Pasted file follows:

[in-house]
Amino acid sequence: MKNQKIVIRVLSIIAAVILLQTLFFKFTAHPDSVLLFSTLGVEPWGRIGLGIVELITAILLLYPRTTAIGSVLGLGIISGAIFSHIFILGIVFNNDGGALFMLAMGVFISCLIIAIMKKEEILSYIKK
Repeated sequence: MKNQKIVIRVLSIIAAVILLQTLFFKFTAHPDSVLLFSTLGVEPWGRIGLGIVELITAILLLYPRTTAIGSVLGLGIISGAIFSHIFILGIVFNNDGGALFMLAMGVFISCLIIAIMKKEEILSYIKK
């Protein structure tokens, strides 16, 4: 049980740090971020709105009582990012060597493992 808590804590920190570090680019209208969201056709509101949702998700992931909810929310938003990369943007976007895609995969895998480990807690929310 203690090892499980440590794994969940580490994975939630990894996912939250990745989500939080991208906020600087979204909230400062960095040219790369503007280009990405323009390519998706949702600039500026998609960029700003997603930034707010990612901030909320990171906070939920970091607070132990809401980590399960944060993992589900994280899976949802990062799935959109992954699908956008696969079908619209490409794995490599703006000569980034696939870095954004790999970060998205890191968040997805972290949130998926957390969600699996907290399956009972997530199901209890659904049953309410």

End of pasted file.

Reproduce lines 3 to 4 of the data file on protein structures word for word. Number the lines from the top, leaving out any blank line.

Repeated sequence: MKNQKIVIRVLSIIAAVILLQTLFFKFTAHPDSVLLFSTLGVEPWGRIGLGIVELITAILLLYPRTTAIGSVLGLGIISGAIFSHIFILGIVFNNDGGALFMLAMGVFISCLIIAIMKKEEILSYIKK
């Protein structure tokens, strides 16, 4: 049980740090971020709105009582990012060597493992 808590804590920190570090680019209208969201056709509101949702998700992931909810929310938003990369943007976007895609995969895998480990807690929310 203690090892499980440590794994969940580490994975939630990894996912939250990745989500939080991208906020600087979204909230400062960095040219790369503007280009990405323009390519998706949702600039500026998609960029700003997603930034707010990612901030909320990171906070939920970091607070132990809401980590399960944060993992589900994280899976949802990062799935959109992954699908956008696969079908619209490409794995490599703006000569980034696939870095954004790999970060998205890191968040997805972290949130998926957390969600699996907290399956009972997530199901209890659904049953309410």